This month, Staff Attorney Jordan Bates is celebrating 10 years at Youth, Rights & Justice. Jordan, a Portland native, shared her thoughts on how her community and the world of public defense has changed since she first started at YRJ.
What first led you to this work? Why did you choose juvenile defense?
Juvenile law, really delinquency law, is something I’ve been drawn to for a long time. I did family law for a year and a half after law school but I had volunteered at YRJ for a summer while I was in college. I knew I wanted to come back to juvenile law one day. I became interested in juvenile law because growing up, I saw a huge disparity in how I was treated vs. other kids. I was fortunate, but lots of others did not get the same benefit. I saw a lot of inequality in how people my age were treated based on race, background, family dynamic, and things like that.
What was most surprising to you, when you first started doing this work?
Learning about the way the child welfare system works. I was not familiar with the complexity of juvenile courts, foster care, and individuals’ rights to have a say within this system before I started practicing juvenile law. Learning about how the system worked and also looking at dependency through a different lens changed my perspective. Parents and kids have a right to live together as a family, and seeing how and when the state chose to intervene was eye-opening. A lot of people see foster care as a necessity, but I believe our society needs to reflect on what can be done to prevent placement in foster care in the first place and focus on how to help all of those involved.
What inspires you? What motivates you?
I do this work so I can help people who enter the child welfare and delinquency systems fight for their rights. Many times, clients are facing several different people who are telling them what is wrong and what needs to change. I am motivated by being able to listen to them and use my training to help share their concerns and their perspectives within these systems. Many clients are dealing with racism, poverty, mental health, and addition issues, and are often discounted because of that. I think a lot of people feel alone and I am motived by being their ally and use the tools I’ve gained in training as an attorney to advocate for them in court. For every client, my goal is to listen to them and to try and share their goals while making sure their rights are respected.
How have things changed during your career? Do you see outcomes improving for our clients? What is the biggest challenge facing our clients?
I have seen changes. The most tangible change is in the representation and treatment of unaccompanied minors, (kids coming alone to the U.S. from other countries). Portland has three immigration detention facilities for children, and our office works with the young people in those facilities if their circumstances warrant juvenile court jurisdiction. When I first started there were very few of these cases, and we received a lot of push back from juvenile system, questioning whether the juvenile court was the right place for these kids. Over time, as we’ve represented more of these children, we’ve educated ourselves, the bench, and the state and really demonstrated that these kids need help. Over the last ten years, we really have created a decent partnership with system partners—people have come together to support these kids and find better solutions.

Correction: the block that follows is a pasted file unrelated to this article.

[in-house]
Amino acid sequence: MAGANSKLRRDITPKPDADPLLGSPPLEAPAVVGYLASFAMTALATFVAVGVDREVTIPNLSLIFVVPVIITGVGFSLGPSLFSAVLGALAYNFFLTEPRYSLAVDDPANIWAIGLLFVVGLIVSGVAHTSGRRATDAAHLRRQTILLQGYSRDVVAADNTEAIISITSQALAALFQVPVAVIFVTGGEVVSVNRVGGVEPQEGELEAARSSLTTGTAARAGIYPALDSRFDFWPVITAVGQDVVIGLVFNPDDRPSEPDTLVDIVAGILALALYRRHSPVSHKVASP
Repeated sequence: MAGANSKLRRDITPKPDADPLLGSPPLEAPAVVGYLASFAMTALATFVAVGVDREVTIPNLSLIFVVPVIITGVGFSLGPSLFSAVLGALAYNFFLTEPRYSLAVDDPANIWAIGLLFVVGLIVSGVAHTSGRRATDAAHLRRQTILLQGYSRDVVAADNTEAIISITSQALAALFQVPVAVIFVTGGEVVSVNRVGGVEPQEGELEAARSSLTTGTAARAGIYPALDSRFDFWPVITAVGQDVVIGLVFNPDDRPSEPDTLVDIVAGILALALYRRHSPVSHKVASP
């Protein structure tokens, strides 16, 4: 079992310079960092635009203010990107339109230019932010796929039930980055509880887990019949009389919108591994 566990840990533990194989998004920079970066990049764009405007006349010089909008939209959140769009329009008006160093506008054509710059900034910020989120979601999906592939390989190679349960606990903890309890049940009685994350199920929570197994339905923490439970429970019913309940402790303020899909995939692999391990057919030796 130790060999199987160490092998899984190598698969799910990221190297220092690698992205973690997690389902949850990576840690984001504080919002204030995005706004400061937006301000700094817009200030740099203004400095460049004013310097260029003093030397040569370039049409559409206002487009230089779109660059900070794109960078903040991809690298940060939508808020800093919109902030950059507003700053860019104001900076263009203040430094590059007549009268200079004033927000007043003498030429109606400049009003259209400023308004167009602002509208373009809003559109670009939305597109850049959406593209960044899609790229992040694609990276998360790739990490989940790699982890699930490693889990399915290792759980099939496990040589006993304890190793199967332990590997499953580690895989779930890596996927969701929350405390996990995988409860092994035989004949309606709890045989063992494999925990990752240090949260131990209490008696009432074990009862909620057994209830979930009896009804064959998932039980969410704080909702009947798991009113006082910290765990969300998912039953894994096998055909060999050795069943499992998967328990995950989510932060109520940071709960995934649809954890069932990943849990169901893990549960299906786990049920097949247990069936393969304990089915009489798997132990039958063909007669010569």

Systemic racism and lack of community resources are two of the biggest challenges facing our clients. I believe it’s difficult for people in positions of power to consider how to change a system from within, when it’s worked a certain way for such a long time. I don’t except myself from this critique, but think it’s important to recognize it in order to change it. By representing children, parents and youth, as defense attorneys we are forced to look at the juvenile system from multiple perspectives. In order to change our system to eradicate racism and offer more comprehensive services to help the people involved, we all need to come together and change our thinking.
What would you tell a new lawyer, just starting out? Or someone who is considering public defense as a career?
Make sure this work is something you care about. Know your boundaries when it comes to balancing work and care for clients with your home life and care for your family. Work hard. Care about your clients. But know there is only so much you can do as an attorney. You are not a therapist or social worker, and trying to fill all shoes is not realistic (nor are you trained for it). But as a lawyer, you’ve gone to law school and you’ve got the tools to help advocate and support clients in a specific way. Play to that strength.
What made you choose YRJ? What makes it special?
I chose YRJ because there are great resources here, we have a good culture and a great environment for mentoring young attorneys. It’s a great place for a new lawyer to learn and practice law. We have lots of great support staff, and a good team environment. I appreciate that YRJ is here to both support individual people in these systems and to improve them on a larger scale.
Do you have any goals, hopes or wishes for the future of public defense?
I hope that the child welfare and the juvenile delinquency systems can improve. I don’t expect they’ll disappear in any way during the time I’ll be an attorney, but I do believe that there are better ways that system partners can work together. I want all of us involved (Defense, the State, DHS, the Juvenile Department) to be able to change perspectives and figure out how to better serve those families and children that are involved. Ultimately, I hope our work as public defenders will help lead to fewer community members entrenched in these systems.
This interview has been edited for clarity and length.